Once in a long while, someone will leave you speechless with their generosity, love and, yes, even sanctity! Embrace it, and thank God you met them! Then, try to return that favor.

Always be honest with yourself, even if it makes you bleed! Lying to yourself is the biggest, most hopeless hole you can get dig yourself into, and no one will ever give a damn to pull you out of it! 

Don't ever, and I mean, not even when you're craving that big mansion your sister just bought, or that stupid car your co-worker is leasing for more than your mortgage, don't ever chase someone else's dreams! Just 'cause the world has to have 3 kids, a gray dog, a white picket fence, a house with a basement and a fireplace doesn't make it right for you. And what is right for you is the only thing that matters. Be brave and stubborn enough to figure out what that is! Stop cheating and comparing notes! That's a waste of time! And time is what you can't let to waste ...

Don’t attach strings to anything you give. Give freely. And like a boomerang, life will give it back to you even faster and stronger! I promise that with all my might!

The more you let go, however painful it is, the more you have. I know, it makes no sense, but it’s true.

I never spent much time worrying if I am perfect, so I won’t start now. I know that I am unique, as is everyone else. And that suffices!

I know now that I love cats and dogs much better than most people. And that’s more than just a cliché.

I have always been grateful for the fact that I grew up in communism, and for the rare disease I was born with. The fact that I survived both and am sitting here today, 40 years later, across the world, typing my words in a device few people dreamed they would own one day, 40 years ago, makes me a believer in faith, human strength, loving people and luck. Much luck!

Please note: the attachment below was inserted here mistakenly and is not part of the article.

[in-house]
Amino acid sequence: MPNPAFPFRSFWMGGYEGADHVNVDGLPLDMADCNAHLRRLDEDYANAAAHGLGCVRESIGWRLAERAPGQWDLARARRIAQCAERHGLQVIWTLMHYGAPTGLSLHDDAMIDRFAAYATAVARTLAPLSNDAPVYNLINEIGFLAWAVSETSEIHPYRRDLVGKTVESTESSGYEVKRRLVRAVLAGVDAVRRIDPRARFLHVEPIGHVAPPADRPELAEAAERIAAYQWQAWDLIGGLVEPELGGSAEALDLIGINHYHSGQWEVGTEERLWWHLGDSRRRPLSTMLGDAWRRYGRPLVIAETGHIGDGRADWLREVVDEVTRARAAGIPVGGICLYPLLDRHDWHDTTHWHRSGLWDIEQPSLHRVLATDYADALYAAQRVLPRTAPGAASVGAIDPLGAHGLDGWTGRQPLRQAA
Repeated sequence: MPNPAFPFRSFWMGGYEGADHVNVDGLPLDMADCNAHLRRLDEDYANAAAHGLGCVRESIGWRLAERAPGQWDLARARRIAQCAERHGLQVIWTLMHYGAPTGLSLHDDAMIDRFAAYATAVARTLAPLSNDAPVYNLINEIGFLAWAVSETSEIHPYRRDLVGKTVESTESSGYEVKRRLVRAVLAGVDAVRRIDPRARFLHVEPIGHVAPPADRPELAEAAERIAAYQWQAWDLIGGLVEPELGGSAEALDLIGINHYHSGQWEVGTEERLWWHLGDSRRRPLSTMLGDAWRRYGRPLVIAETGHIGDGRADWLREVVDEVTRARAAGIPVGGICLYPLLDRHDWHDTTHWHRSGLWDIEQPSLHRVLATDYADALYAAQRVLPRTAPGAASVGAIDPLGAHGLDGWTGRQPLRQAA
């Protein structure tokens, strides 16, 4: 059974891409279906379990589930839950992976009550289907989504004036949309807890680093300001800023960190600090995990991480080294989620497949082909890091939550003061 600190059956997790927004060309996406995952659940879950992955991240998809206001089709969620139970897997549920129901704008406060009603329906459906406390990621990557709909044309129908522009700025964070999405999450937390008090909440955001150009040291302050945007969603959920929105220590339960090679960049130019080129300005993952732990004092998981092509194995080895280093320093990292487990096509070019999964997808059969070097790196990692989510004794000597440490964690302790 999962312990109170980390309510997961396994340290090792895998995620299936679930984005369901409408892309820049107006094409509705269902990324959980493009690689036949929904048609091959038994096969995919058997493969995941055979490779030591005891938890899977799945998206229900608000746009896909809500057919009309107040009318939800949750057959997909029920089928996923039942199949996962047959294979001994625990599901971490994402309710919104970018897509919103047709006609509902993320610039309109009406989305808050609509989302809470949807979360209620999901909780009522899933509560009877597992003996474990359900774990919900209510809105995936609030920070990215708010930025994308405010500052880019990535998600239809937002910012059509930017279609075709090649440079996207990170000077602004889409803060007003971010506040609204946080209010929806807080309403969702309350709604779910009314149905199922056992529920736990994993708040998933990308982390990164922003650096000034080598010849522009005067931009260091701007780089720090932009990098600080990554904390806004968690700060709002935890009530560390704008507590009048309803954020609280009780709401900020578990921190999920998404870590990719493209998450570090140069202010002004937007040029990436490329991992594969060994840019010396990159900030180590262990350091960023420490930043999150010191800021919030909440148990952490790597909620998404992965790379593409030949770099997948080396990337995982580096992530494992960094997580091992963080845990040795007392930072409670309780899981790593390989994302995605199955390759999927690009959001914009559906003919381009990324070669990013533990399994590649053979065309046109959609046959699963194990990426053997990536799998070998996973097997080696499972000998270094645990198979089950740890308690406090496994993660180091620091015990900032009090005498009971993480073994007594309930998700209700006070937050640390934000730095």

I still won’t spend more than $5 in Vegas, though! I believe in luck, but I am not stupid. Most days, anyway.

I’d still rather buy a book than a pair of shoes. And 17 years of consumerism in America has not changed that!

40 years taught me to say “I love you” often. I say it every day. To my husband, my cat, every time I speak to my family, every chance I get to people that have established themselves in my heart … Time is precious!

The next blink of our eyes could be too late. Again, that is not a cliché. Just think about it: you float on this blue bead of soil and water into the universe. Something sneezes up there, in the whole scheme of the world, and you’re gone! Your being, dreams, hopes, plans for tomorrow, even your most favorite chair positioned just so in front of your fireplace. Poof! Gone. Be mindful. Touch this table, in front of you, and really, really feel it … Remember: this touch, now, is all you got for sure and for real. Make no assumptions!

There are people in the world who are really, really shitty, sick f*cks! But for every one of those, there are hundreds that make this journey worth it!

There comes a day in your life when you realize the fact that your burger was cold at the steakhouse last night is ridiculous; you realize that the new shampoo you just bought that makes your scalp flake is just a gnat in your daily journey. You realize that every breath you take is more important, more sublime and supreme than every time someone broke a promise to you … And you get perspective. And you revel in the amazement of it all!

The one, truest thing I have learned though during this mammoth amount of time came from my dad. He says: “The secret to succeeding in life is to be five seconds smarter than life”. And it’s different for every one of us what that means.  But if you crack that code, I tell you this much: there are no doors! Only possibilities turned into life. 

PS: and you want to hear something else crazy?! I don't feel old yet! Who knew?!